I’ve been thinking about becoming a relationship advice columnist ever since I received a press release headed, “From fizzle to sizzle: how to reignite a relationship.”

Now, this was four full pages of information from “America’s Marriage Coach,” Jacqeline Del Rosario, “a published author, speaker and nationally regarded media personality” who also happens to be president and CEO of Recapturing the Vision International, an organization dedicated to promoting healthy marriages and “family strengthening.”


Because she has a doctorate of education in organizational leadership, her website calls her “Dr. Jacquie.”

I, of course, am not a doctor of journalism, as Hunter Thompson used to claim, but I wish I was. Then I could call myself “Dr. Mikel” and when I passed along these words of wisdom, like I’m doing right now, I would expect to get no guff from ordinary people. In fact, I might even have a sign over my desk saying “The Doctor is In” (or “not in,” whichever the case may be).

Anyway, this epistle about Dr. Jacquie goes on and on about how we might liven up our marriages. Dr. Jacquie, by the way, has been married more than 20 years and has two children. She’s also something of a goddess in the looks department — which I really don’t pay that much attention to because, unlike her, I’ve been married 47 years, and if there’s anything I’ve learned about fizzle vs. sizzle, it is to make sure you do your most serious sizzling at home.

I would not presume to tell anyone how to reignite the sizzle in their relationship, because I know if I did, the other person who lives at our house would waste no time pointing out that I’m about as sizzly as a glass of warm water.

To which I would say, yes, but I love you with the white-hot intensity of a thousand suns, and I would do anything to prove that, including make a fool of myself in about a million different ways.

In fact, any time I pay her compliments or point out what I believe to be her biggest attributes, she invariably calls me a “flirty guy” who is “full of Irish blarney.” In other words, my attempts at igniting the sizzle usually are met with hostility or ridicule — and, at the least, disbelief.

That’s not so rare, the marriage expert informs us.

“Many individuals in long-term relationships find themselves lamenting the excitement their relationship used to hold. Many try various things to rejuvenate the passion and, when those methods don’t work, they may feel lonely, desperate and needy and even begin to seek a solution outside of their committed relationship,” notes Dr. Jacquie.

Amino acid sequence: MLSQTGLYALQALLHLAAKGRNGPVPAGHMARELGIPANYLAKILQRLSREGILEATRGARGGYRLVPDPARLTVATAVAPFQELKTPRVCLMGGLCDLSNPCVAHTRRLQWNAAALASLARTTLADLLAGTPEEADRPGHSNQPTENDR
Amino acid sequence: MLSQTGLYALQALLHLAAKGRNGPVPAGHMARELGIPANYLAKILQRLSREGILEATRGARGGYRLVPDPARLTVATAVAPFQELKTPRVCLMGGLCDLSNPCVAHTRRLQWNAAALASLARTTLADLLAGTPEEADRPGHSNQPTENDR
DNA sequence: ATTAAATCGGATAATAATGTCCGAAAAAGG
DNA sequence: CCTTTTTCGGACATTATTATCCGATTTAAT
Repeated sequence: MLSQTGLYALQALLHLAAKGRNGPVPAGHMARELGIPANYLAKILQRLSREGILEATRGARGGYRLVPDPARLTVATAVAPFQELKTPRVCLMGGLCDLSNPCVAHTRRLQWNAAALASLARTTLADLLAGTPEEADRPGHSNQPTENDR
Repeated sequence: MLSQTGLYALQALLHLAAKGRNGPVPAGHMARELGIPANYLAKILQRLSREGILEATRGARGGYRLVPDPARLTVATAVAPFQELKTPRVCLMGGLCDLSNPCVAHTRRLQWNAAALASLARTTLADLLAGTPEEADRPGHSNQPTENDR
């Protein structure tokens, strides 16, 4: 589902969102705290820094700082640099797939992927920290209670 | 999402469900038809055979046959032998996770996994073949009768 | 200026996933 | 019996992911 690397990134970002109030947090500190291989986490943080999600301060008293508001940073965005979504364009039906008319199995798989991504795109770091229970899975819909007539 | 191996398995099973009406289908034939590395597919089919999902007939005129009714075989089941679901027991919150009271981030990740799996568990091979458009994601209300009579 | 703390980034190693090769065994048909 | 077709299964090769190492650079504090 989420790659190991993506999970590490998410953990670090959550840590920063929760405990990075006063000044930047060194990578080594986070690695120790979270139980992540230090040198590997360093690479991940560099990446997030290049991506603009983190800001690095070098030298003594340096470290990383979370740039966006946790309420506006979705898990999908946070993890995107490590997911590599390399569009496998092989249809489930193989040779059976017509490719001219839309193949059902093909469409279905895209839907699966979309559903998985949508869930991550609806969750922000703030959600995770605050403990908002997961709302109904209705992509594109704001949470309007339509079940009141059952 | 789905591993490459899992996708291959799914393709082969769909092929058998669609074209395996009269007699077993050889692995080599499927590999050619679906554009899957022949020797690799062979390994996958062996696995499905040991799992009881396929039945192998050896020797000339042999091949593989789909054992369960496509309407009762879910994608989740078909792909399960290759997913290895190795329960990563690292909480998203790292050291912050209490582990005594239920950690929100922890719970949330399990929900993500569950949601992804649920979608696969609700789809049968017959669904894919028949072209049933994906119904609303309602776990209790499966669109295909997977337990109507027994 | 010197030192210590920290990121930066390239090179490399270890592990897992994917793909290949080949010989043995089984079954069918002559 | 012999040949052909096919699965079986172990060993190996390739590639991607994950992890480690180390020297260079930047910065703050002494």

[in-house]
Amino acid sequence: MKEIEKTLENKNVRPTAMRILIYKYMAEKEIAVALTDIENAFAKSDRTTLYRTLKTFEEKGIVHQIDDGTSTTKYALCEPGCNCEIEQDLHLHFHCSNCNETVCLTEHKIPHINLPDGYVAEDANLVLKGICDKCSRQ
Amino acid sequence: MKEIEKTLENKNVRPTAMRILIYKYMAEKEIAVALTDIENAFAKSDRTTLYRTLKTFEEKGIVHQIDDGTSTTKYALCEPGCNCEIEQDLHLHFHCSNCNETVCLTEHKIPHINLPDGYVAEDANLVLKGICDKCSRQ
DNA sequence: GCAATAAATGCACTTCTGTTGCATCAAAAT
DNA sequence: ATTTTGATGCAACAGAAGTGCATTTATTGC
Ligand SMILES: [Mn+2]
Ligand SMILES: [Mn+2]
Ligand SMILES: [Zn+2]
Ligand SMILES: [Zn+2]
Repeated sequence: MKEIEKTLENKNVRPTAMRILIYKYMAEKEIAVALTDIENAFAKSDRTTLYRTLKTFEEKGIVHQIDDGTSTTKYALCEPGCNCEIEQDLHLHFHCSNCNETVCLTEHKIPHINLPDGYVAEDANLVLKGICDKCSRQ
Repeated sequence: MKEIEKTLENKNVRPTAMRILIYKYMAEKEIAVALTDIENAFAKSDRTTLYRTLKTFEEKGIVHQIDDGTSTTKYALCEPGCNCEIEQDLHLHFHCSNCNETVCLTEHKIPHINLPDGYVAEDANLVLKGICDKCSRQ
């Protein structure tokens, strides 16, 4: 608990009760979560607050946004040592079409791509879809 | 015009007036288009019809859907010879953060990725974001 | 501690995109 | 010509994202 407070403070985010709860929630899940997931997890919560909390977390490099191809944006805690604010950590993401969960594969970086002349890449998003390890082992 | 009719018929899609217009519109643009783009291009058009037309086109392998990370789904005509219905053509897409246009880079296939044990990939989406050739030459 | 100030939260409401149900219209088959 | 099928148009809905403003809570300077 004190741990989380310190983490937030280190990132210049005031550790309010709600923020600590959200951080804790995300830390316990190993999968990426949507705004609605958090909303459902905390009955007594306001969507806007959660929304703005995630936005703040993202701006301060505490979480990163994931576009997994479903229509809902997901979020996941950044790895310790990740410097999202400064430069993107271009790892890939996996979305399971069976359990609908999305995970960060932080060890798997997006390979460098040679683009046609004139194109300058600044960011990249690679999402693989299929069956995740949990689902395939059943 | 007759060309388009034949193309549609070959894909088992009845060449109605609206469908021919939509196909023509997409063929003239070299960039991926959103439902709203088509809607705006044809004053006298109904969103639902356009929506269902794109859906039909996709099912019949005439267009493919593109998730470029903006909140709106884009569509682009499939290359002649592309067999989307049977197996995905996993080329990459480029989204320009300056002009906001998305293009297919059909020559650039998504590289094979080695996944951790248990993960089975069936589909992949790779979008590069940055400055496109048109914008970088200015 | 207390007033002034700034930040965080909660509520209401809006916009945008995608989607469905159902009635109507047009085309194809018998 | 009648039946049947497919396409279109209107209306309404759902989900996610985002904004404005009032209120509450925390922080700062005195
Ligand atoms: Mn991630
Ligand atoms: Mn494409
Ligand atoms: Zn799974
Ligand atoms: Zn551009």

Still, she adds, there is good news. “There are proactive measures couples can take to regenerate sparks that can make a relationship as spectacular and exciting now as it once was.”

She offers a number of tips: Identify and rectify mood killers (also known as hot buttons); remember that you’re married to your spouse, not your children; learn to communicate with your spouse; and make passionate moments a priority (which means carving out time for yourselves free from the reach of cell phones, computers and other interruptions).

I would probably add another element that seems to be overlooked in our instant-gratification-obsessed society: Be willing to work on the relationship a little.

I’m pretty sure, in my own relationship with the other person who lives at our house, that if there’s any kind of problem, it’s probably my fault.

If you are having problems with your spouse, the same is true. It’s probably your fault.

I sincerely believe in not telling people how to act or what to think — but I’m convinced of this: You really need to allow each other opportunities to talk about what you like or don’t like about what’s been going on lately — or maybe even over a long period, years even. Just because everything was clicking once upon a time doesn’t mean it’s all hunky-dory right now.

One thing I know for sure about being in a long, long, long-term relationship is that you never really know everything there is to know about the other person. You wish you did, it’s true, but you really don’t.

So keep trying.

If you decide to share that thought, and somebody asks you where you heard it, just say, “I heard it from Dr. Mikel.”

Former managing editor of several community newspapers, including the Woodburn Independent, Lake Oswego Review and the Times papers, Kelly is chief of the central design desk for Community Newspapers and the Portland Tribune, and he contributes a regular column.

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